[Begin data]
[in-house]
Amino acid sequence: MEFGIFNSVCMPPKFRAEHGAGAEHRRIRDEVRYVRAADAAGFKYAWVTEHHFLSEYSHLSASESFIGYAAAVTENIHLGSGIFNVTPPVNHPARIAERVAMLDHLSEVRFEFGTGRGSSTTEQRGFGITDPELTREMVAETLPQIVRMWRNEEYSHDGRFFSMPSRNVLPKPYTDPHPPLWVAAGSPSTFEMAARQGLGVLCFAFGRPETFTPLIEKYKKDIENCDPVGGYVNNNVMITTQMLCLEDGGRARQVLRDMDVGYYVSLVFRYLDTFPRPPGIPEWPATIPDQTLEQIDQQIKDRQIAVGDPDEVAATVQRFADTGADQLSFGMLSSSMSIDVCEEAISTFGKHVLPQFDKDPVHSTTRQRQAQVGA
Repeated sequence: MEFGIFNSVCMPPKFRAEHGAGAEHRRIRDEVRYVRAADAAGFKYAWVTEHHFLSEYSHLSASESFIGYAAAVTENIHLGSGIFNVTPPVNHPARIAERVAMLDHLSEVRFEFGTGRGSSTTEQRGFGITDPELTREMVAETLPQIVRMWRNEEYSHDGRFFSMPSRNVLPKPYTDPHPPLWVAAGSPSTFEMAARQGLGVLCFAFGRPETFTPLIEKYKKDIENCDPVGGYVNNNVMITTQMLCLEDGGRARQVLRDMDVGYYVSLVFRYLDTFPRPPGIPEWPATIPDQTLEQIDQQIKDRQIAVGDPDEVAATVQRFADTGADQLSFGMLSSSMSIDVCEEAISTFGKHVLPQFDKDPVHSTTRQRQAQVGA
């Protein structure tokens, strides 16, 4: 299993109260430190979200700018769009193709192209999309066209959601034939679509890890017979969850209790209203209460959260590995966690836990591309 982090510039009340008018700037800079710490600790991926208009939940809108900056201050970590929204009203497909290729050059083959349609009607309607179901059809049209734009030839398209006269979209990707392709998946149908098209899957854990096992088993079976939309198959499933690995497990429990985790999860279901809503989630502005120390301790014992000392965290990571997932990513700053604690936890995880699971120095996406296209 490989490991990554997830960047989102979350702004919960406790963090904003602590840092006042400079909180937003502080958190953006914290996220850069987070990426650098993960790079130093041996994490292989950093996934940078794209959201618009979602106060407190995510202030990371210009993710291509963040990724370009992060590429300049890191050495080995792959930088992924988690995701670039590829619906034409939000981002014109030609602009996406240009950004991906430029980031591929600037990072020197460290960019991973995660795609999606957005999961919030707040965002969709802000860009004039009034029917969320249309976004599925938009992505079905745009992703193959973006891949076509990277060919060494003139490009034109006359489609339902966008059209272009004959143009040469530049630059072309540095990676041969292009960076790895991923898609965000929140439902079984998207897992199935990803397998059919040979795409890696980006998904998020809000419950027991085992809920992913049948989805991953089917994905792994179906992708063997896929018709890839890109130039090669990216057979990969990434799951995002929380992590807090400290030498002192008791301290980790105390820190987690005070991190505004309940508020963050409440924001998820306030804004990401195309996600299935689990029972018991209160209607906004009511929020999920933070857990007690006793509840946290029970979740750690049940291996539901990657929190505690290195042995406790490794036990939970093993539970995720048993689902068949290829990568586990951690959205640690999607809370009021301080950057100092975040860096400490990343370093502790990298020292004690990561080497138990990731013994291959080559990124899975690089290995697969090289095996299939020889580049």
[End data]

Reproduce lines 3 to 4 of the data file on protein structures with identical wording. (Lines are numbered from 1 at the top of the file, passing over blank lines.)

Repeated sequence: MEFGIFNSVCMPPKFRAEHGAGAEHRRIRDEVRYVRAADAAGFKYAWVTEHHFLSEYSHLSASESFIGYAAAVTENIHLGSGIFNVTPPVNHPARIAERVAMLDHLSEVRFEFGTGRGSSTTEQRGFGITDPELTREMVAETLPQIVRMWRNEEYSHDGRFFSMPSRNVLPKPYTDPHPPLWVAAGSPSTFEMAARQGLGVLCFAFGRPETFTPLIEKYKKDIENCDPVGGYVNNNVMITTQMLCLEDGGRARQVLRDMDVGYYVSLVFRYLDTFPRPPGIPEWPATIPDQTLEQIDQQIKDRQIAVGDPDEVAATVQRFADTGADQLSFGMLSSSMSIDVCEEAISTFGKHVLPQFDKDPVHSTTRQRQAQVGA
């Protein structure tokens, strides 16, 4: 299993109260430190979200700018769009193709192209999309066209959601034939679509890890017979969850209790209203209460959260590995966690836990591309 982090510039009340008018700037800079710490600790991926208009939940809108900056201050970590929204009203497909290729050059083959349609009607309607179901059809049209734009030839398209006269979209990707392709998946149908098209899957854990096992088993079976939309198959499933690995497990429990985790999860279901809503989630502005120390301790014992000392965290990571997932990513700053604690936890995880699971120095996406296209 490989490991990554997830960047989102979350702004919960406790963090904003602590840092006042400079909180937003502080958190953006914290996220850069987070990426650098993960790079130093041996994490292989950093996934940078794209959201618009979602106060407190995510202030990371210009993710291509963040990724370009992060590429300049890191050495080995792959930088992924988690995701670039590829619906034409939000981002014109030609602009996406240009950004991906430029980031591929600037990072020197460290960019991973995660795609999606957005999961919030707040965002969709802000860009004039009034029917969320249309976004599925938009992505079905745009992703193959973006891949076509990277060919060494003139490009034109006359489609339902966008059209272009004959143009040469530049630059072309540095990676041969292009960076790895991923898609965000929140439902079984998207897992199935990803397998059919040979795409890696980006998904998020809000419950027991085992809920992913049948989805991953089917994905792994179906992708063997896929018709890839890109130039090669990216057979990969990434799951995002929380992590807090400290030498002192008791301290980790105390820190987690005070991190505004309940508020963050409440924001998820306030804004990401195309996600299935689990029972018991209160209607906004009511929020999920933070857990007690006793509840946290029970979740750690049940291996539901990657929190505690290195042995406790490794036990939970093993539970995720048993689902068949290829990568586990951690959205640690999607809370009021301080950057100092975040860096400490990343370093502790990298020292004690990561080497138990990731013994291959080559990124899975690089290995697969090289095996299939020889580049």